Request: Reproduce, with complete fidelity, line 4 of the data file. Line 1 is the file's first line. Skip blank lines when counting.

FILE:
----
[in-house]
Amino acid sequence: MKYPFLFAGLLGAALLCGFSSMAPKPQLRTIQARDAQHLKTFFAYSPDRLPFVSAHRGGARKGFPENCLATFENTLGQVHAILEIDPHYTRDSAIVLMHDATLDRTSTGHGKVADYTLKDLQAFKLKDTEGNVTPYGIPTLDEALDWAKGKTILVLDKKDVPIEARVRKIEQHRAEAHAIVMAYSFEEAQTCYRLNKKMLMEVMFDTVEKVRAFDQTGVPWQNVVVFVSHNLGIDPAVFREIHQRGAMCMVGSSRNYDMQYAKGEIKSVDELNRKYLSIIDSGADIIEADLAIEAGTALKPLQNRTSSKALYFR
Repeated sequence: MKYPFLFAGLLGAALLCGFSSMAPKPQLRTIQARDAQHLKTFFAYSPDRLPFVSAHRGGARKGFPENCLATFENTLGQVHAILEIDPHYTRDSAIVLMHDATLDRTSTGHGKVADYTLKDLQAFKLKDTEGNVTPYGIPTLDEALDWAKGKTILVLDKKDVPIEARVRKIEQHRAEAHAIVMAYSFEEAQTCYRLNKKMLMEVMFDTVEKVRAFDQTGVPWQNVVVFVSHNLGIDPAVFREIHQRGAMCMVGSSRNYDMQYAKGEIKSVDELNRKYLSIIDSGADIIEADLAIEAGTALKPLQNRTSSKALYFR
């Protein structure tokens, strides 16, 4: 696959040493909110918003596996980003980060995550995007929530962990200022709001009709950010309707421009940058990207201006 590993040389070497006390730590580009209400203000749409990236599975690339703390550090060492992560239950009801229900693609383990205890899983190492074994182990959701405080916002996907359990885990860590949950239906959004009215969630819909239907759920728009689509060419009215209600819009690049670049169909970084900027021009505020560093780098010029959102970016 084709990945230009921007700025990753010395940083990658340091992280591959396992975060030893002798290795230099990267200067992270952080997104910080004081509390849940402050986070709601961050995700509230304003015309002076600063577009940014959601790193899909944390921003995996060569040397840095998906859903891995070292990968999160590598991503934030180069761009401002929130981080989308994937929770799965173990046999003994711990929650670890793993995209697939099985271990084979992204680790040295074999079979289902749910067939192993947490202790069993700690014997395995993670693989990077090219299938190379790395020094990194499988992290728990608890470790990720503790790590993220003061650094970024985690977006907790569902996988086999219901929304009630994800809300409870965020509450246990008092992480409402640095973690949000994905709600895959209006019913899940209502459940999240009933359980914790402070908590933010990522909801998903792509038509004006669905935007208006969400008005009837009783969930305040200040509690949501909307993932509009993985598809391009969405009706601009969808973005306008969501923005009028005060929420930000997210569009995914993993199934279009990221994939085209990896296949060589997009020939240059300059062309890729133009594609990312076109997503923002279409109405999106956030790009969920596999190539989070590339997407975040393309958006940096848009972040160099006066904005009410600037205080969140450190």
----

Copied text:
């Protein structure tokens, strides 16, 4: 696959040493909110918003596996980003980060995550995007929530962990200022709001009709950010309707421009940058990207201006 590993040389070497006390730590580009209400203000749409990236599975690339703390550090060492992560239950009801229900693609383990205890899983190492074994182990959701405080916002996907359990885990860590949950239906959004009215969630819909239907759920728009689509060419009215209600819009690049670049169909970084900027021009505020560093780098010029959102970016 084709990945230009921007700025990753010395940083990658340091992280591959396992975060030893002798290795230099990267200067992270952080997104910080004081509390849940402050986070709601961050995700509230304003015309002076600063577009940014959601790193899909944390921003995996060569040397840095998906859903891995070292990968999160590598991503934030180069761009401002929130981080989308994937929770799965173990046999003994711990929650670890793993995209697939099985271990084979992204680790040295074999079979289902749910067939192993947490202790069993700690014997395995993670693989990077090219299938190379790395020094990194499988992290728990608890470790990720503790790590993220003061650094970024985690977006907790569902996988086999219901929304009630994800809300409870965020509450246990008092992480409402640095973690949000994905709600895959209006019913899940209502459940999240009933359980914790402070908590933010990522909801998903792509038509004006669905935007208006969400008005009837009783969930305040200040509690949501909307993932509009993985598809391009969405009706601009969808973005306008969501923005009028005060929420930000997210569009995914993993199934279009990221994939085209990896296949060589997009020939240059300059062309890729133009594609990312076109997503923002279409109405999106956030790009969920596999190539989070590339997407975040393309958006940096848009972040160099006066904005009410600037205080969140450190």